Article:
Italy largest European market for alternative fuel vehicles
Vehicles powered by natural gas now hold a market share of 5,3% of overall new car sales in Italy, according to new data from ANFIA, the Italian automotive industry association.
ANFIA remarks that Italy has the largest market in Europe for cars with an alternative source of propulsion, both in units (almost 200,000 in 2013) as well as market share (15.3%). Vehicles running on natural gas play an important role.
In total, Italy counts 880,000 vehicles powered by natural gas on its roads, or around 80% of Europe’s entire car fleet on gas, according to data from energy company ENI. The development of the Italian vehicle gas market took off in the 1970s and 1980s with the active ‘retrofitting’ of cars, converting them for the use of natural gas, in combination with a relatively well-developed refuelling infrastructure. An additional boost came in the 1990s, when popular small and medium-sized vehicles became available as compressed natural gas conversions.
The rapid growth of Italy’s running park in the recent years has two main reasons: a reduced tax on natural gas as a fuel, and a subsidies programme from the government. The subsidies lasted from 2008 to 2010 and supported the conversion of existing cars as well as the purchase of new gas-powered vehicles manufactured as such on the production lines. As a result the number of gas-powered vehicles increased by 68% since 2008, with the number of CNG stations almost doubling in the meantime. The scaling back of the incentives in 2010 and the uneven distribution of filling stations in the country have however slowed market growth down.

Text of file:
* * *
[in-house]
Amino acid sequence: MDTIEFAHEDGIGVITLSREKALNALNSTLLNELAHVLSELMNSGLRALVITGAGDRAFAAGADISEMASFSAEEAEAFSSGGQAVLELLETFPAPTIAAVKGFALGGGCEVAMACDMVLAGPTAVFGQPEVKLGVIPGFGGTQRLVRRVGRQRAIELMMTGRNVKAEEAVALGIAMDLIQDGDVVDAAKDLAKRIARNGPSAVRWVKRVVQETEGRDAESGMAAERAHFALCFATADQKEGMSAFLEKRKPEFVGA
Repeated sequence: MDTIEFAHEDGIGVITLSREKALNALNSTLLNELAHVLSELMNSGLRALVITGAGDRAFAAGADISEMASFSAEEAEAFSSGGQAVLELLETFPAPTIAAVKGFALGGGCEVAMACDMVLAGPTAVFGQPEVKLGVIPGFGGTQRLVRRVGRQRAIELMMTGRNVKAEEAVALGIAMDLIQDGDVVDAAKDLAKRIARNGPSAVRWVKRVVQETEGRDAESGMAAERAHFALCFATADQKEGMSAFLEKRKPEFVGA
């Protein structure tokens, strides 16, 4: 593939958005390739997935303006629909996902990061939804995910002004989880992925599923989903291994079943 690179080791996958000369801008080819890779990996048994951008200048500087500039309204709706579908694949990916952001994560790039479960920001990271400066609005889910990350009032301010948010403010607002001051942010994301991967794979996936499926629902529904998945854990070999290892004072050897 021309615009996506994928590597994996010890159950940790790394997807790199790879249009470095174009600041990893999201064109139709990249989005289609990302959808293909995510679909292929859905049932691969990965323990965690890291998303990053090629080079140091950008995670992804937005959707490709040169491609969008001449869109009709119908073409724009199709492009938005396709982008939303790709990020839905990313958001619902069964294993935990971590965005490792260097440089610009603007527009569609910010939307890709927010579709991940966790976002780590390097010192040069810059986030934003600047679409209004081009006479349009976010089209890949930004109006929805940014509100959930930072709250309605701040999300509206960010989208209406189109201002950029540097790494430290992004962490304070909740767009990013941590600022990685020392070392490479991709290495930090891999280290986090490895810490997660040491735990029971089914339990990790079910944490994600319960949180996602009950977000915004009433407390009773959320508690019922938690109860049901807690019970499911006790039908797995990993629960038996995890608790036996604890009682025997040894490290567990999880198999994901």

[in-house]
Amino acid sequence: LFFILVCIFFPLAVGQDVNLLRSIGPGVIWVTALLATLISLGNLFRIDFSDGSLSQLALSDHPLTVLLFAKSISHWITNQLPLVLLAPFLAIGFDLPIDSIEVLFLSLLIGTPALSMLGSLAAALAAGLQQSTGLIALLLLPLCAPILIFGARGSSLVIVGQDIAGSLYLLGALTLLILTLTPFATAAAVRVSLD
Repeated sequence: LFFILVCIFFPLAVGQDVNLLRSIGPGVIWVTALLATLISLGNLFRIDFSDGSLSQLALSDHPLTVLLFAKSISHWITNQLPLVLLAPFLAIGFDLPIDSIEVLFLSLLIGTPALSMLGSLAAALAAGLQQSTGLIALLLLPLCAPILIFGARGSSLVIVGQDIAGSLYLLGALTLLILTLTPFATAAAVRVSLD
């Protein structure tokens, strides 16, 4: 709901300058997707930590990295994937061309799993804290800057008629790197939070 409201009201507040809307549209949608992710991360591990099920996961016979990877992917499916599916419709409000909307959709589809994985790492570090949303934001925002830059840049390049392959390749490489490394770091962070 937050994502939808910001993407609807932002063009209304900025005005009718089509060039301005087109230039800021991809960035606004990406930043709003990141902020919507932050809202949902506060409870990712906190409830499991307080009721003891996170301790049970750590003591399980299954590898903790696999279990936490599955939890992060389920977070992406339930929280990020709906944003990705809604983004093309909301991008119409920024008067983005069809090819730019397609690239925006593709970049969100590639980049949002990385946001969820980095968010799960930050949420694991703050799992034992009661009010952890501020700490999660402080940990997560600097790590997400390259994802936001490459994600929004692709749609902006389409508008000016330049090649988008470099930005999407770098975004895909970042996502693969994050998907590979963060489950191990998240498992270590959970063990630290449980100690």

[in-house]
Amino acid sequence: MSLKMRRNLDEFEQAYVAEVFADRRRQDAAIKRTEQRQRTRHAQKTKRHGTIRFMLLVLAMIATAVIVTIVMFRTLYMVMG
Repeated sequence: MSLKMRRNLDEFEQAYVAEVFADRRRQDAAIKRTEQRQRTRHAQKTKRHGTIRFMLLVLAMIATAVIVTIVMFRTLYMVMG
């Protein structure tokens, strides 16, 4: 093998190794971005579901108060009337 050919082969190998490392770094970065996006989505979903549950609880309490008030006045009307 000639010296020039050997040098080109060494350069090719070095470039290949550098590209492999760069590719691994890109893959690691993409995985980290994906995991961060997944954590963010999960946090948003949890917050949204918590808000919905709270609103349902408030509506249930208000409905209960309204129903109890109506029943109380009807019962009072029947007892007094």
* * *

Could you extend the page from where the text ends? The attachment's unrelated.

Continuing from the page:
There are now about 1,060 stations for refuelling with natural gas in the country, of which about 1,010 are open to the public. Italy has also 3 import terminals for Liquified Natural Gas, but lacks truck-loading facilities. As a result, the market penetration of LNG is very low. Only 8 L-CNG filling stations exist, which are supplied via tanker trucks with LNG from other countries, mainly Spain. The latest LNG station was opened in April 2014 as part of the European LNG Blue Corridors project, which aims to have a series of filling stations throughout Europe. It is the first supply point in Italy for refuelling heavy-duty vehicles.
Monthly sales of natural gas as a vehicle fuel in Italy amount to 80 million Nm3, with CNG and LNG being favourably taxed compared to traditional fuels, especially gasoline, on which the tax is among the highest in the EU. Driving with CNG therefore allows for substantial cost savings in Italy: 64% compared to gasoline and 57% to diesel.
Source: NGVA Europe